I started wearing my Paidirean – the Ceile De prayer beads – for my morning practice on 19 December. In the Ceile De Order they are used in conjunction with what in this tradition is called the Heart Prayer:
A Thighearna … Solus an domhain … Chriost mo chridhe … dean trocair oirnn
Ah hee-earn-ah … Solus on dowain … Chree-ost mo chree … Jaun trok-ir orn
O Lord … Light of the world … Christ my heart … show mercy/compassion/grace
I don’t follow the practice as prescribed, but I notice that I soon started saying this prayer aloud (having listened carefully to the Ceile De CD) when doing walking meditation – initially drawn in by the sound of the old language. In walking meditation I am mindful to each footfall and so in working the Heart Prayer I have become mindful to each footfall and a syllable of the Heart Prayer as well (except of course when I am not). As time has gone on I have increased the use of the prayer, sometimes said aloud, sometimes not. I intersperse this with times of complete silence within as well as without to make the practice more spacious. Likewise in sitting meditation, essentially a plain breath meditation, I have introduced the key phrase “Chriost mo chridhe”, as an intermittent mantra within the practice. These words in particular anchor in my sense that ‘Christ’ stands for an interior awakening rather than an external or historical being.
Why has this prayer become resonant to me? I am reminded again of the summer of 2007. At midsummer I went to Melrose and had the experiences I described in my previous blog post. On a weekend late in July I was scheduled to go to a conference with my partner Elaine. The plan involved getting from Bristol, where I lived, to Stroud, where she lived. But we were cut off from each other by floods: roads closed, railway in chaos. So we both stayed put. I was following the OBOD Ovate course at the time and decided to have a day of ritual derived from the course followed by a day of reflection and recovery. The main result of all this, the one image that fully imprinted itself and which I took away, was that of a dove feather falling gently down beside me It felt initiatic and it gave me my felt sense of connection with Sophia the Holy Wisdom. It changed the course of my work. My centre of gravity had shifted and I realised that I had quite a bit of work to do to make this breakthrough good. How was I going to use the altered state of the ritual experience to create a more lasting change? Although not fully recognized at the time, this was the beginning of my ‘contemplative’ turn.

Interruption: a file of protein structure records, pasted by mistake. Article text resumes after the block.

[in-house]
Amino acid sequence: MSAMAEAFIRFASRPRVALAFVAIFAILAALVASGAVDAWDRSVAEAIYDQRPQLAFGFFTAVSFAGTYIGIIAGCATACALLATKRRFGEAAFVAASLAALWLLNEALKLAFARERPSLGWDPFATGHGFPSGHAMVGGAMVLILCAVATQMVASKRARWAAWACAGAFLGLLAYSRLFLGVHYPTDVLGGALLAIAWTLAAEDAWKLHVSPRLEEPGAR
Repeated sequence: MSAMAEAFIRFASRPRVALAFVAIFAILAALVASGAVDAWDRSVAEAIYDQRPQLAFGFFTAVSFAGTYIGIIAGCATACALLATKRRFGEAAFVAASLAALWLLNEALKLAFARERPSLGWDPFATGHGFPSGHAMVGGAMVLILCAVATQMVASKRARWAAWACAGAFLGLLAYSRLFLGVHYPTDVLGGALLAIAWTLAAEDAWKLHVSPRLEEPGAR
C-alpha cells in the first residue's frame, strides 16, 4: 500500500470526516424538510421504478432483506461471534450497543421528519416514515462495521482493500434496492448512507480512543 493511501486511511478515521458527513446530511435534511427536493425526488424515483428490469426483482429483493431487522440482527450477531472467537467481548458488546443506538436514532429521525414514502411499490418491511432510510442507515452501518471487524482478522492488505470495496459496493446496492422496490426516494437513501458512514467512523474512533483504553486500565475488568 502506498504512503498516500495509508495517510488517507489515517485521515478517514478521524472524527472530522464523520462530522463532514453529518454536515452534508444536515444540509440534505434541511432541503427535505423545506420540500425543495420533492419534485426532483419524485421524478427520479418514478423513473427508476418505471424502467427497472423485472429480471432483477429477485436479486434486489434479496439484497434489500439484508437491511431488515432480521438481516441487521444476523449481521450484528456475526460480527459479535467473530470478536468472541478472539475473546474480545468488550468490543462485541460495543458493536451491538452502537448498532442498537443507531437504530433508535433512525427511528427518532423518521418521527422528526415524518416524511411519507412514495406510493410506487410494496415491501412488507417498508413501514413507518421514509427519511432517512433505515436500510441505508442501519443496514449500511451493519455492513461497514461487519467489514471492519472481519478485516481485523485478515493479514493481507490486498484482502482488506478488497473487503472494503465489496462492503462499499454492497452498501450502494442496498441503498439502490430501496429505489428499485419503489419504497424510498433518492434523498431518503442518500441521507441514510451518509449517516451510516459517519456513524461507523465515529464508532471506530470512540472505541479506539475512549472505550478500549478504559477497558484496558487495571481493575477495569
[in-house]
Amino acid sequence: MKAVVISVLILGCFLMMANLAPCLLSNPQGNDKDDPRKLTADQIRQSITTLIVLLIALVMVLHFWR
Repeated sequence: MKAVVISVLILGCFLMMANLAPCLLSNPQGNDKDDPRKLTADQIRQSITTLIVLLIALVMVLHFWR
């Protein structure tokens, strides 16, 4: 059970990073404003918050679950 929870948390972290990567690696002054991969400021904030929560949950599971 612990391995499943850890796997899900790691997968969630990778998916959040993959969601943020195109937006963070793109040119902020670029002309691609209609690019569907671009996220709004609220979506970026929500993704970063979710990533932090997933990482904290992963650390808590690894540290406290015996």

Sophia brings a gnostic understanding to Christ consciousness, awakening the practitioner to a non-dual awareness where knower, known and knowledge, lover, love and beloved, are one. Except that this last sentence is also a formula of sorts and formulas – even if authentic messages from those who have gone before us – are necessarily suspect. This, at least, is what I take away from the gnostic Gospel of Thomas:
“Jesus said to his followers, ‘compare me to something and tell me what I am like. Simon Peter said to him, ‘you are like a just messenger’. Matthew said to him, ‘you are like a wise philosopher’. Thomas said to him, ‘Teacher my mouth is utterly unable to say what you are like’. Jesus said, ‘I am not your Teacher. Because you have drunk, you have been intoxicated from the bubbling spring that I have measured out.’ Two followers have personal and cultural presuppositions so strong that their availability for direct experience is compromised. Only one is sufficiently open and unknowing to make the connection and the shift that goes with it.
Thich Nhat Hanh puts it another way. “In Buddhist circles, we are careful to avoid getting stuck in concepts, even concepts like ‘Buddhism’ and ‘Buddha’. If you think of the Buddha as someone separate from the rest of the world, you will never recognize a Buddha even if you see him on the street. That is why one Zen Master said to his student, ‘When you meet the Buddha, kill him’. He meant that the student should kill the Buddha-concept in order for him to experience the real Buddha directly.” (From Living Buddha, Living Christ.)
Following my experience in late July 2007, I wrote a blackberry Lughnasadh verse for my wheel of the year tree poem.
I am Blackberry
The bramble and the fruit and the wine
And the spirit.
Intoxication as from a bubbling spring,
Freely measured out.
It alluded to the words in St. Thomas and reflected my realization, such as it was. It was not particularly mature or fully integrated, but it did push me into seeking and developing a more rigorous and systematic personal practice. My hope is that the new shift inspired by the paidirean will deepen and extend it.